Reprint: “A man should love his wife more than she loves him”: rebutting a nasty old piece of conventional wisdom

I will return to new blogging, albeit at a slower pace, next week. Until then, one more reprint, this one from March 2007.

On Tuesday afternoon, I was talking to a woman with whom I regularly work out. While chatting about her recent break-up with her boyfriend, my pal repeated a line I find particularly exasperating. She said she’d been on her phone with her mother recently, and her Mom had said:

The best relationships are those in which the man loves the woman just a little bit more than she loves him.

My buddy was wondering about the wisdom of that oft-repeated line, and it occurred to me that I haven’t blogged about it.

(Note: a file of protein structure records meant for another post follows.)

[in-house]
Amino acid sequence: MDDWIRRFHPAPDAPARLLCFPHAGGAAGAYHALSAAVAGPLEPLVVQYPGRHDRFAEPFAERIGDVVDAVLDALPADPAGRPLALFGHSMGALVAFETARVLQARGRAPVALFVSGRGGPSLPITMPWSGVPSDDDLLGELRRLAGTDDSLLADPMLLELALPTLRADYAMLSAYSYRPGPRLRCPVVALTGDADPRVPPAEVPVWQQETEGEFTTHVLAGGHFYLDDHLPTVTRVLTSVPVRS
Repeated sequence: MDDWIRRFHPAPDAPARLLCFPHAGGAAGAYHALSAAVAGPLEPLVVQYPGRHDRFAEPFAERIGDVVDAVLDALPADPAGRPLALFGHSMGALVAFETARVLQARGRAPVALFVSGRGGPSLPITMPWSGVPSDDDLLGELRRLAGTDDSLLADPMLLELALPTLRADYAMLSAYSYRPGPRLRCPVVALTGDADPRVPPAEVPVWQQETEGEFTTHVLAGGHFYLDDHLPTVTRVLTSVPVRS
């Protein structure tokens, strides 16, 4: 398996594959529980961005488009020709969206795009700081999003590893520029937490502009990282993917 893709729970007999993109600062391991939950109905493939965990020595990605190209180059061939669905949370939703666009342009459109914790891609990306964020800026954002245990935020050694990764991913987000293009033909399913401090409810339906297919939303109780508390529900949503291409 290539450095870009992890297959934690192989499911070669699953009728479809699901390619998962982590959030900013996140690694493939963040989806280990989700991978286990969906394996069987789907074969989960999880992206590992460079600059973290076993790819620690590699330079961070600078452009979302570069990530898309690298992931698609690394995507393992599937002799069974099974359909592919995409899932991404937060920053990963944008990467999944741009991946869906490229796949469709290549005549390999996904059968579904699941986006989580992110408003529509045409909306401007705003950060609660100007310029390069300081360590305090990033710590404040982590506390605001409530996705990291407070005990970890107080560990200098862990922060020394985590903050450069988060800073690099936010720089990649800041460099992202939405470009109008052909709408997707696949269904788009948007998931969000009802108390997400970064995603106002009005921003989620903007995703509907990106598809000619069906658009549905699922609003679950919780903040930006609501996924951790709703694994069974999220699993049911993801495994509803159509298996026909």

I didn’t grow up with that particular piece of wisdom. The first time I heard the suggestion that “marriage is best when the husband is more in love with his wife than she with him” was when one of my cousins got married. My cousin’s new sister-in-law and I were chatting at the wedding (comparing the relative dysfunction of our respective clans) and she mentioned that her brother was absolutely enraptured by my cousin. She said something like:

“I know she loves him, but my brother loves her more. And I think that’s the way it should be. When a man loves a woman more, he’ll pay attention to her and won’t break her heart. When the love is equal, or the woman is the one more in love, there’s a much greater chance he’ll stray.”